Wednesday, February 27, 2008

The Baby Shower Wars

Last week I received an invitation to a baby shower in honor of someone's second child. The invite asked me to bring a dessert item and included a link to a registry involving organic cotton bibs. Or, if one did not wish to buy from the registry, one could consult an attached wish list for gift pointers. There is so much wrong with this picture that I hardly know where to begin. But I do know that this makes an excellent topic for this my new monthly mini-column, Rude Mommy!
Read it allllllll here.

And just to say I brought up this topic in "The Playground" at Offsprung, my new fave spot, and HOOOOO did I ever get some lip back. Maybe they're right--I'm too crabby for my socks. Then again, I never promised anyone a rose garden...

Tuesday, February 26, 2008

Okay, Offsprung it's about time you linked to the Crabmommy already...

...because she is linking to you, like, totally-all-the-time-this-week, dude?!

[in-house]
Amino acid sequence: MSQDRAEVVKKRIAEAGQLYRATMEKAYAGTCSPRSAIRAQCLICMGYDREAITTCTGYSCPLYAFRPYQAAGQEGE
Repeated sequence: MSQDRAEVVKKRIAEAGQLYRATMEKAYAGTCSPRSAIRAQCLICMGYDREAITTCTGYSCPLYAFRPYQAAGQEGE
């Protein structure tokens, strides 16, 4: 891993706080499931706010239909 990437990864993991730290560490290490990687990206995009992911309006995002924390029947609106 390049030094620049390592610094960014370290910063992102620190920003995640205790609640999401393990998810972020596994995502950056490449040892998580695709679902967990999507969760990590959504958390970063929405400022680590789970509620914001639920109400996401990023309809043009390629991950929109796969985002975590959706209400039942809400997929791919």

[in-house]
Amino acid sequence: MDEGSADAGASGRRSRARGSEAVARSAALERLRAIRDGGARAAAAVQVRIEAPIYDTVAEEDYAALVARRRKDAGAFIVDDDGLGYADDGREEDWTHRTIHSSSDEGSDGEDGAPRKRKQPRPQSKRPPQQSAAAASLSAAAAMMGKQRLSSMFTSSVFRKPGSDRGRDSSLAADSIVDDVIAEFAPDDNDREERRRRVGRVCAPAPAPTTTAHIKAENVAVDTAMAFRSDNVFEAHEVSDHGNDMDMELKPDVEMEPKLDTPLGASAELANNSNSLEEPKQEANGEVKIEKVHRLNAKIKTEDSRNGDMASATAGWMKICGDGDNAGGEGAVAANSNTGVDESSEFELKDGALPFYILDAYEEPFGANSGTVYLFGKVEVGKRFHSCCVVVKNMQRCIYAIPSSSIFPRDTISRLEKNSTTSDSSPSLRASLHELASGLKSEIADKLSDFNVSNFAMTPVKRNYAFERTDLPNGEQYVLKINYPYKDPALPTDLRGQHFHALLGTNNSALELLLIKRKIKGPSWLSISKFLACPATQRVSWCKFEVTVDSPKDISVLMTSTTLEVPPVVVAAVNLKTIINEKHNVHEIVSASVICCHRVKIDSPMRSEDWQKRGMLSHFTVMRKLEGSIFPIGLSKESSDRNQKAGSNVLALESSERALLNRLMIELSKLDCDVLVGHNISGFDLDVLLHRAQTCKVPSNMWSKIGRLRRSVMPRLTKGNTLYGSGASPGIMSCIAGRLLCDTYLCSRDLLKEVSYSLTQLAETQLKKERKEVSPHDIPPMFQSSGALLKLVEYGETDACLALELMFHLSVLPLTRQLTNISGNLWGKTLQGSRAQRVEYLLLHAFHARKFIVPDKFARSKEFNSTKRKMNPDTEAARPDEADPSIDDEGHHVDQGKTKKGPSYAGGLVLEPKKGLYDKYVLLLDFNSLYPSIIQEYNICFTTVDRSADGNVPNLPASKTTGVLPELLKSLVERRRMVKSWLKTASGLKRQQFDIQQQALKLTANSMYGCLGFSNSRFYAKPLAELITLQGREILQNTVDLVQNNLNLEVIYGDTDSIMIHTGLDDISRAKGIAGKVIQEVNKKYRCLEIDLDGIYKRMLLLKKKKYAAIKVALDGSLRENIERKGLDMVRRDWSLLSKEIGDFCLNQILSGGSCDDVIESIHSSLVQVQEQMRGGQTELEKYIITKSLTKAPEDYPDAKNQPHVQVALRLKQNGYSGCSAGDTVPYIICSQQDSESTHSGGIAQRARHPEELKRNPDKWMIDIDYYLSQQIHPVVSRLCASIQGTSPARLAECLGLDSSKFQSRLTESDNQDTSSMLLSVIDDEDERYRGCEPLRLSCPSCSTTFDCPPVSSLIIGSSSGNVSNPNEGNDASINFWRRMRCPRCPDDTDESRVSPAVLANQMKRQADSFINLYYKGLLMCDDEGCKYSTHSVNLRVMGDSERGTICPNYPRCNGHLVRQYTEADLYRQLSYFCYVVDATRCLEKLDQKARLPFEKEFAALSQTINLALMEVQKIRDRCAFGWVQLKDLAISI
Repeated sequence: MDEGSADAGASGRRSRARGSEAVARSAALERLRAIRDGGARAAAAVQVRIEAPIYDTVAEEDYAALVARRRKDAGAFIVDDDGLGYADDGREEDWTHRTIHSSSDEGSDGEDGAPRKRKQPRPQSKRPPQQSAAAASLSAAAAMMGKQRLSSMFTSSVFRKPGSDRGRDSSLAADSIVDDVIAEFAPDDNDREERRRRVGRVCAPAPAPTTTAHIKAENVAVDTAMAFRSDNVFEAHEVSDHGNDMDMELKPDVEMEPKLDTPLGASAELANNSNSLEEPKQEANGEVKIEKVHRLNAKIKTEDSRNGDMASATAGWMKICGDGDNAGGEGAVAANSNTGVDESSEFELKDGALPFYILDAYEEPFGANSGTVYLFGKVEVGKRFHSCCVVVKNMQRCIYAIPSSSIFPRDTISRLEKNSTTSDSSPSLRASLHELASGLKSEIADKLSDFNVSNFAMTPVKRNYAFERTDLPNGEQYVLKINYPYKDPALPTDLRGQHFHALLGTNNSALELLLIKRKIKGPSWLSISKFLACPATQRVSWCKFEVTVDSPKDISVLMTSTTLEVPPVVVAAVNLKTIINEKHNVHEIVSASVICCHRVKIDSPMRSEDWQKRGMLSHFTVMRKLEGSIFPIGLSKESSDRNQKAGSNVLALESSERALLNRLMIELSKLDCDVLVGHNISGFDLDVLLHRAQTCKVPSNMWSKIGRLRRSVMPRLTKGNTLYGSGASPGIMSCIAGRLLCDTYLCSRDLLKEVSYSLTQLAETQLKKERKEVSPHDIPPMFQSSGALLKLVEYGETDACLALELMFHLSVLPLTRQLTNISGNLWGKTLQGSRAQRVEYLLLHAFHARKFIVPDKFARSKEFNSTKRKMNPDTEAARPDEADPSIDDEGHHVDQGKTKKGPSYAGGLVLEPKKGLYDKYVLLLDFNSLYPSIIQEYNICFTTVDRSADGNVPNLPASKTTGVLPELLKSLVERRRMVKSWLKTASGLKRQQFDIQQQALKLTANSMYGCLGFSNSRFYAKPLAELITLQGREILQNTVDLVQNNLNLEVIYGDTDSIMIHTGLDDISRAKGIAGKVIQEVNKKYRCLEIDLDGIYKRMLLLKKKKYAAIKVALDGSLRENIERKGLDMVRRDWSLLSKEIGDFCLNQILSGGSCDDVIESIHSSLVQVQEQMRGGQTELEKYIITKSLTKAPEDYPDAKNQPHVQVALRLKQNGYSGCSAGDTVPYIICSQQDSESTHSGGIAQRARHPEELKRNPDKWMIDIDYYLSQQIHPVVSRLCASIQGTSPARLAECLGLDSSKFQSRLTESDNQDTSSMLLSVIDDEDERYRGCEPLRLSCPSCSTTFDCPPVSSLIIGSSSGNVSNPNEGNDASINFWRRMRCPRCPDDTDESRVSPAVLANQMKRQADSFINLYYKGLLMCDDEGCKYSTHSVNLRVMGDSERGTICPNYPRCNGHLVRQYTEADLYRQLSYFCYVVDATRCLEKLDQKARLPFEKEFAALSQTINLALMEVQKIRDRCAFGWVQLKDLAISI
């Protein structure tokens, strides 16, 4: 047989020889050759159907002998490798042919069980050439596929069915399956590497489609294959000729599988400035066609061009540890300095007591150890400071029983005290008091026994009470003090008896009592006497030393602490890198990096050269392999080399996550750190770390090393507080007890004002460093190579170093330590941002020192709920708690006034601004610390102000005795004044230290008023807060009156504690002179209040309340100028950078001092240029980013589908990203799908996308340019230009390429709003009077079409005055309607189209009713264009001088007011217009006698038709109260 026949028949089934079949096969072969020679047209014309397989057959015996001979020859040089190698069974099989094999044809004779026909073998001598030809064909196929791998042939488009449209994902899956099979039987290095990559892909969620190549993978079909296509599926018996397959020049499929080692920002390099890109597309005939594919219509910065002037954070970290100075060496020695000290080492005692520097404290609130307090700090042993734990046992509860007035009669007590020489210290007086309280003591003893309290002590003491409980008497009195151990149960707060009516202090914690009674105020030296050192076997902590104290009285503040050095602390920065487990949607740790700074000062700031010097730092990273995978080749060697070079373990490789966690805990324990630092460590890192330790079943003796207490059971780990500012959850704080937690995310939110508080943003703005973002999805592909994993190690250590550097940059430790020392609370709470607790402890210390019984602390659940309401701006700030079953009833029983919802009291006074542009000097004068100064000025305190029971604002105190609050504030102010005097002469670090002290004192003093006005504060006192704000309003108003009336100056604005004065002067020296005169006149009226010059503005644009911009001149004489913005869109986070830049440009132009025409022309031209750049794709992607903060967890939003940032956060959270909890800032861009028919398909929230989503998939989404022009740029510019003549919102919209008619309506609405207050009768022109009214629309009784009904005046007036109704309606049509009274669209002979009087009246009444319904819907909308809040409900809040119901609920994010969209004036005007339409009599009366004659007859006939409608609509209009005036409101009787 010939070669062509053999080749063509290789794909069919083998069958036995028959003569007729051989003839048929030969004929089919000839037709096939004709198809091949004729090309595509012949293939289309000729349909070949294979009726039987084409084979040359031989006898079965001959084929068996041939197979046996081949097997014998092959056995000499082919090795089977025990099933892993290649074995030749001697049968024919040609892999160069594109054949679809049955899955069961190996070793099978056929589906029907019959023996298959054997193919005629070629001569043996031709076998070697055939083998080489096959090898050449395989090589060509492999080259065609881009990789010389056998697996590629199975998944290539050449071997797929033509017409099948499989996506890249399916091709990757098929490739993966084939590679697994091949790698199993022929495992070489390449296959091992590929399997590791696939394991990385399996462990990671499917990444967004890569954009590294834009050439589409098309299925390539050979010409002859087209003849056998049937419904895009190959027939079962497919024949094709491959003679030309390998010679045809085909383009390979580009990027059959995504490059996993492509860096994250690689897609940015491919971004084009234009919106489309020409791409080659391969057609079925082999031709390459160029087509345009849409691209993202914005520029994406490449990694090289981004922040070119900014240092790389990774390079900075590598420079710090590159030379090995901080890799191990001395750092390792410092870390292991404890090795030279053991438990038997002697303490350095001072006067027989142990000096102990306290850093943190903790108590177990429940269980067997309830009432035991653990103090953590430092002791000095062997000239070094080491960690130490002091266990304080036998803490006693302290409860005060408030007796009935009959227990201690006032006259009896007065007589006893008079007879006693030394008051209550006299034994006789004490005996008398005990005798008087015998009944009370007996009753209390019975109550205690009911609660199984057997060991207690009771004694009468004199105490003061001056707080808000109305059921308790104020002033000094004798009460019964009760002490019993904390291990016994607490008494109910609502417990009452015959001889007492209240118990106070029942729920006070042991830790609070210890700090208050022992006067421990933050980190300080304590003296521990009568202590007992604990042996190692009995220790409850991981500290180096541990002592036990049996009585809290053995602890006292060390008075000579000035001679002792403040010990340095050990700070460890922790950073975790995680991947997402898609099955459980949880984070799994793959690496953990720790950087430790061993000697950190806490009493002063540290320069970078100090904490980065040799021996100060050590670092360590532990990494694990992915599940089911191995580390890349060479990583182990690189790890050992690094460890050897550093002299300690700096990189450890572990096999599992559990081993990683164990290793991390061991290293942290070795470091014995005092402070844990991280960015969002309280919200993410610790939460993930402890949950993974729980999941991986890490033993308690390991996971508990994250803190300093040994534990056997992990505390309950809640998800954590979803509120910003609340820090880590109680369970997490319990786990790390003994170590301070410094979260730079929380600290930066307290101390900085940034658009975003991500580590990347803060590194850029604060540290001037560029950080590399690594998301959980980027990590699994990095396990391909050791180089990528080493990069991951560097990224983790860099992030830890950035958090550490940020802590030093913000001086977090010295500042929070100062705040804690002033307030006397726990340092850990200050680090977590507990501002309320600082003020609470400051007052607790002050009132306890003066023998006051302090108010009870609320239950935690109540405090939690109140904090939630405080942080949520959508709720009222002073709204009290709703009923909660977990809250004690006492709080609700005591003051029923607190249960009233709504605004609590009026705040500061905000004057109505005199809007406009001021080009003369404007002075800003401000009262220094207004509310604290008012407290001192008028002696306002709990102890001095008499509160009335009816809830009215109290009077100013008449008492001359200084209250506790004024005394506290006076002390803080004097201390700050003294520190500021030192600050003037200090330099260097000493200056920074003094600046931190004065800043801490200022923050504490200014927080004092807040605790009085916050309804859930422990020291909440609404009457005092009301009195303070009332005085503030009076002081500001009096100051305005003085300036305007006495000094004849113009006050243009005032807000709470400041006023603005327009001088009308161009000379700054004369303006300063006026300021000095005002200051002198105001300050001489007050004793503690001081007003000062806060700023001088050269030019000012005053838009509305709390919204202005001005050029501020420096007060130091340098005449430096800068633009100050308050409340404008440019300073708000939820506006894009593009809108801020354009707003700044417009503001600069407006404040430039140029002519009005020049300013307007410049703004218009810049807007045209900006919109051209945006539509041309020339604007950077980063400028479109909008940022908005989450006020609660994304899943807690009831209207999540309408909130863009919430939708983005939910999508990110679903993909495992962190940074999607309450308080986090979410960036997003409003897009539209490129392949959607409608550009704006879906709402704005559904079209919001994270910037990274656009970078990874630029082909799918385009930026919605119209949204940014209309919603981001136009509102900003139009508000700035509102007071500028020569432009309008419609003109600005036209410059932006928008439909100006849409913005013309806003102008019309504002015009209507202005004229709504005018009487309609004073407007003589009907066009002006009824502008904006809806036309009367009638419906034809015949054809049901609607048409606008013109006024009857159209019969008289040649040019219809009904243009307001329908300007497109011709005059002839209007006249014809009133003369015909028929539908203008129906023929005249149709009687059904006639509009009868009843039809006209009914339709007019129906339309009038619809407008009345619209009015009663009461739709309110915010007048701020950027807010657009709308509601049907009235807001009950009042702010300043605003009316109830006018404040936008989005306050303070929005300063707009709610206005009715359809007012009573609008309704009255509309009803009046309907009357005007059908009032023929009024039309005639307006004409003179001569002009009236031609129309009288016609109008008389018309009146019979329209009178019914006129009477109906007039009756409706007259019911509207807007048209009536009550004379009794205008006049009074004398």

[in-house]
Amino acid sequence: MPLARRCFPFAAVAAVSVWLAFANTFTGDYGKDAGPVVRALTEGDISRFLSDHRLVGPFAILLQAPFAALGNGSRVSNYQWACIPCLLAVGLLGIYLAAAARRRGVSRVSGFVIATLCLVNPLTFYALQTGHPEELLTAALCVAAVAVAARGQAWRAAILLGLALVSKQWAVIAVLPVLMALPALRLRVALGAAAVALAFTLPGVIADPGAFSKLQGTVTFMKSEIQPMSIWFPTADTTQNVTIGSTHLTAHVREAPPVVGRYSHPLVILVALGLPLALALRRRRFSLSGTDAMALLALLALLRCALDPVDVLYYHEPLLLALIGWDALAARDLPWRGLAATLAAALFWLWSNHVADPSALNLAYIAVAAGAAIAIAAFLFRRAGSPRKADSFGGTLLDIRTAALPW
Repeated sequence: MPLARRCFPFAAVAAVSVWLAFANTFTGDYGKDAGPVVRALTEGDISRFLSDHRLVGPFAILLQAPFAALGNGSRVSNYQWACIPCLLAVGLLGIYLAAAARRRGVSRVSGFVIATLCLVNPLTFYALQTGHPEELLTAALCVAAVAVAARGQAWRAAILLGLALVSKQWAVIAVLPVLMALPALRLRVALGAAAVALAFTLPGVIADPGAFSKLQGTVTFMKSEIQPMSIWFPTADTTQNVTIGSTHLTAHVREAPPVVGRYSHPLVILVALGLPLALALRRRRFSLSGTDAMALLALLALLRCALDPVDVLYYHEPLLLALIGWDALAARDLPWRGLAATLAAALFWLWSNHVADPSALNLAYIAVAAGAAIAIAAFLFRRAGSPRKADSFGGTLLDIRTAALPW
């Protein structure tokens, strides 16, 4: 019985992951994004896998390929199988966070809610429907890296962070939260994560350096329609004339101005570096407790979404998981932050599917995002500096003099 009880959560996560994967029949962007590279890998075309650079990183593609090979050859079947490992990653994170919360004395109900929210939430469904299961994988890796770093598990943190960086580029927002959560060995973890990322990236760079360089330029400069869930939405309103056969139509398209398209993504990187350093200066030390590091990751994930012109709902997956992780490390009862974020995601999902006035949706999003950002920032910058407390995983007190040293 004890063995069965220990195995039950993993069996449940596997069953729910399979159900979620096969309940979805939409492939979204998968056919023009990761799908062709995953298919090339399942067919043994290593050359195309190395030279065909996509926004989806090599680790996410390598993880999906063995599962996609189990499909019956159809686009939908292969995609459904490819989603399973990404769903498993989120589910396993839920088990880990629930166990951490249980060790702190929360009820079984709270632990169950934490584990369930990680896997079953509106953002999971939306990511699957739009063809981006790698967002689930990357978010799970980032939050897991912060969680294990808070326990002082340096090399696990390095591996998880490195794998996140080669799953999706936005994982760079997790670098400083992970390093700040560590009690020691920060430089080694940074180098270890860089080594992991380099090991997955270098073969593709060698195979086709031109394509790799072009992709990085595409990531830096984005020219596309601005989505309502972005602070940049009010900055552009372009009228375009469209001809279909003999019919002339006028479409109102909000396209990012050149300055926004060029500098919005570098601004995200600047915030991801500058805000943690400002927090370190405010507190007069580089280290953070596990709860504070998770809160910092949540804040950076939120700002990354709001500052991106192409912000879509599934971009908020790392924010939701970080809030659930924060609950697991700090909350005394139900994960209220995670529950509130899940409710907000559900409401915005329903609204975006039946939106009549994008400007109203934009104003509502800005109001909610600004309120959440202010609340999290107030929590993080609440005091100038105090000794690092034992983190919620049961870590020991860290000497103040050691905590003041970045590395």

First, there was the piece about the fancy furniture over at Offsprung. And now, a hilarious vid up there: Who doesn't leave their kid at the airport from time to time?

Saturday, February 23, 2008

Lord, Posting Twice in One Weekend?!

Anyone read that thing in the NY Times about how schmantzy parents in stylish hoods are freaking out because their kids are climbing all over their George Nakashima coffee tables and shooting darts at the George Nelson paper lanterns? Alternadad Neil Pollack read it, and posted a hilarious retake on his witty website Offsprung.

Two new posts this week, Monday and Wednesday, chez bloglet.

Friday, February 22, 2008